Peru plans to nearly close its gap in electrical coverage in rural regions by the end of the decade with a recently-awarded $28.5 million solar-energy contract, the government said on Wednesday.
Ergon Peru S.A.C., which beat one other bidder on the contract awarded on Friday, will install 500,000 solar panels across Peru and guarantee their operation for 15 years, said Energy and Mines Minister Eleodoro Mayorga.
Only 70 percent of rural Peru is now connected to the electrical grid, compared to 90 percent nationally.
Mayorga said the photovoltaic panels will boost rural electrical coverage to 96 percent in five years – much faster than waiting for the grid to reach Peru’s far-flung provinces.
“This is a big leap forward,” Mayorga said at a press conference. “Our goal is for all Peruvians to have electricity by 2019.”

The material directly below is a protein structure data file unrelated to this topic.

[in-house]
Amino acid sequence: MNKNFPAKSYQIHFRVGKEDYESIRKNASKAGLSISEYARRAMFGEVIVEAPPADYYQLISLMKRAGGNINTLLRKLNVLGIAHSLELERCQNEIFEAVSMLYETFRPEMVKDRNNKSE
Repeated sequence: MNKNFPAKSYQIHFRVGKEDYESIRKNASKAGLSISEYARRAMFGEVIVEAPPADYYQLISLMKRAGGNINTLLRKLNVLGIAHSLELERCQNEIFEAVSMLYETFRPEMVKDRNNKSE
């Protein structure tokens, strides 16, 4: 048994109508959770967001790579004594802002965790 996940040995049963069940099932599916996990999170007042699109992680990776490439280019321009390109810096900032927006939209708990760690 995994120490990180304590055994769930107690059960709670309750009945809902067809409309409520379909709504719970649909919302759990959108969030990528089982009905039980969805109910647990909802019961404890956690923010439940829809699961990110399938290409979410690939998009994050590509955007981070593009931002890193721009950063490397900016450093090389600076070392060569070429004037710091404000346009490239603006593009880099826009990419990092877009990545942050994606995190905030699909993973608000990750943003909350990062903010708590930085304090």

Next year Ergon will install at least 65,000 of the panels, followed by 125,000 in 2016 and the rest by the end of 2018, Mayorga said. They will be installed on rural homes for the most part, but will also be used by schools and health clinics.
Past government efforts to bring solar energy to poor provinces did not last as panels broke down, said Deputy Energy minister Edwin Quintanilla.
“That is why maintenance is so important,” said Quintanilla. “What is different here is we are guaranteeing the integral supply of electricity for 15 years through a private investment.”
Quintanilla said the company is responsible for fixing or replacing broken panels.
Peru’s mineral-rich rural regions are rife with disputes over environmental concerns and proceeds of mining projects. Peru is a top global producer of copper, silver and gold.
Despite a decade-long economic boom in Peru, poverty rates still top 50 percent in some rural areas, where basic services are often lacking.